Several other states, including Illinois, Maryland, Nevada and Vermont, offer private-school-vouchers to low-income students. None of these currently explicitly ban the use of the vouchers at schools that refuse to take LGBTQ+ students, although Maryland is working on it.
And using state laws to thwart Supreme Court rulings can be applied in other areas. In the ruling on the New York state gun law, Clarence Thomas wrote that states may ban guns in historically sensitive places, like courtrooms and polling places, and they may add new venues to the list if they wish. So a state would be free to ban guns on public transportation, schools and colleges, places where alcohol is served, and many others. It could be a very long list.
In a concurrence, Brett Kavanaugh and John Roberts wrote that states can still enact laws creating requirements for a public carry permit. These could include background checks, mental-health records checks, and training courses. Presumably a state could also require applicants to pass a tough test on state gun laws, a marksmanship test, and maybe even an interview with a psychiatrist to assess their mental state. And what if the necessary training course includes five sessions and the state only schedules one session per... Summer Olympics? It would take a mere 20 years to complete the course. And the costs for the training, tests, interviews, etc. would be for the applicant.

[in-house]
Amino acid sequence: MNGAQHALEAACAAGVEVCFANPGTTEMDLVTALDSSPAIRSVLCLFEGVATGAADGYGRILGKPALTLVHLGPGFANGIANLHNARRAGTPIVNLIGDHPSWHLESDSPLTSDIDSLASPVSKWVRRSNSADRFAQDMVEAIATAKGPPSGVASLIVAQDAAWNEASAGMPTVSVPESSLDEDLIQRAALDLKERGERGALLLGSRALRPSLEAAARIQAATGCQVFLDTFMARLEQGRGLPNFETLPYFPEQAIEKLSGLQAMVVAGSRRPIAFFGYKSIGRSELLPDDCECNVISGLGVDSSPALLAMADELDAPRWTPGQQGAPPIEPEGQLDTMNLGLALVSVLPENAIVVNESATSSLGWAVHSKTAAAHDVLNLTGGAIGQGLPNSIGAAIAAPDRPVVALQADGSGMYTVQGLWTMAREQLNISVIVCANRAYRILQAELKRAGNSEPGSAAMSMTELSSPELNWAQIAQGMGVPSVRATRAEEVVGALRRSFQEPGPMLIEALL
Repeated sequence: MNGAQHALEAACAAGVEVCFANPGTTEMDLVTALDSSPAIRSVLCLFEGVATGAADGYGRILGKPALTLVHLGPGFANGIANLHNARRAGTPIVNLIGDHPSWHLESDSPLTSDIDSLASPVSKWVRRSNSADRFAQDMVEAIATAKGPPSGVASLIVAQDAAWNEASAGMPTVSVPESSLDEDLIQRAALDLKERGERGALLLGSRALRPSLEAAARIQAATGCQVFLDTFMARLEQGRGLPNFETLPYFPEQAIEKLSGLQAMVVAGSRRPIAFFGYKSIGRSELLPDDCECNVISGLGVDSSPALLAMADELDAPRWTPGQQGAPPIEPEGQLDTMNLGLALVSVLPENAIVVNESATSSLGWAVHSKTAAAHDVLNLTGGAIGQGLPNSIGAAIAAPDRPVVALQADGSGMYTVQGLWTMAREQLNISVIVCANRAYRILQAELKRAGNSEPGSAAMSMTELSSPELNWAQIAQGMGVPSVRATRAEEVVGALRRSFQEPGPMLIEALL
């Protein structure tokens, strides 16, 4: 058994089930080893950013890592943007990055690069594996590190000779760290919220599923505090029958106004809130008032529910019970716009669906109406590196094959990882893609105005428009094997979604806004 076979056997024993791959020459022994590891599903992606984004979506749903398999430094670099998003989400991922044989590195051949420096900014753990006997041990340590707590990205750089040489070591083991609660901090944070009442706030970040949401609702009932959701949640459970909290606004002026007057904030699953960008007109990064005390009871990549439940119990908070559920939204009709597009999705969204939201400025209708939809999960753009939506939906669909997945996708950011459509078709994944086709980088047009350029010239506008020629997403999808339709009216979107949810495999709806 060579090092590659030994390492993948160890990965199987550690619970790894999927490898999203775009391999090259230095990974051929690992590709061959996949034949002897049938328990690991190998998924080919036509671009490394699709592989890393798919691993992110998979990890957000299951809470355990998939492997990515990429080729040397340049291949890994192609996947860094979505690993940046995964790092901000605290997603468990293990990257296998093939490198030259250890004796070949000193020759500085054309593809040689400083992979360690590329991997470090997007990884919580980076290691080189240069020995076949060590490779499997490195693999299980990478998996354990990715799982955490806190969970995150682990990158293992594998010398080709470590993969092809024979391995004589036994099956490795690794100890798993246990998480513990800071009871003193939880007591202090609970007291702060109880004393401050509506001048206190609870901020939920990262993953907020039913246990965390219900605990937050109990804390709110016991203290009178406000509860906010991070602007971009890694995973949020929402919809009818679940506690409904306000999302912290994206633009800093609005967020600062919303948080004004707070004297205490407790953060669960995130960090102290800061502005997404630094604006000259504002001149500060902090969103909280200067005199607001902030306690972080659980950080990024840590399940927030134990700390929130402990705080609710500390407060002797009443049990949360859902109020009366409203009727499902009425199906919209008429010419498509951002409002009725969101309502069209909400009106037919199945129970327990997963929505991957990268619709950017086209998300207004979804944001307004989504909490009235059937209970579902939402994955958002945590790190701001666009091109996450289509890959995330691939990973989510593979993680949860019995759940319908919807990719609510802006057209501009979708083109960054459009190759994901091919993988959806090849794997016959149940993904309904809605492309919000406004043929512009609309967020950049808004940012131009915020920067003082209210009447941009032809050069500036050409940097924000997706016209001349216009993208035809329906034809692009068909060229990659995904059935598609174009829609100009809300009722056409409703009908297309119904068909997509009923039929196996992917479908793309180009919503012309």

Another approach states could take is to require gun owners to have liability insurance, just as car owners must. That way, if a gun owner negligently (or intentionally) injured someone, there would be a way for the victim to collect. The law could also give insurance companies broad authority to determine who they were willing to insure and how much they could charge for their policies. And of course, owning a gun without the requisite insurance would be a felony with a heavy penalty. The fact that the courts have upheld state laws requiring car owners to have insurance would make it harder for the Supreme Court to say that analogous laws for guns are unconstitutional. But of course, it could do anything five justices want, without regard to the Constitution or state laws. Are there workarounds for Dobbs? We haven't heard any yet, but that noise you hear in the background is a bunch of sharp legal minds working on it. (V)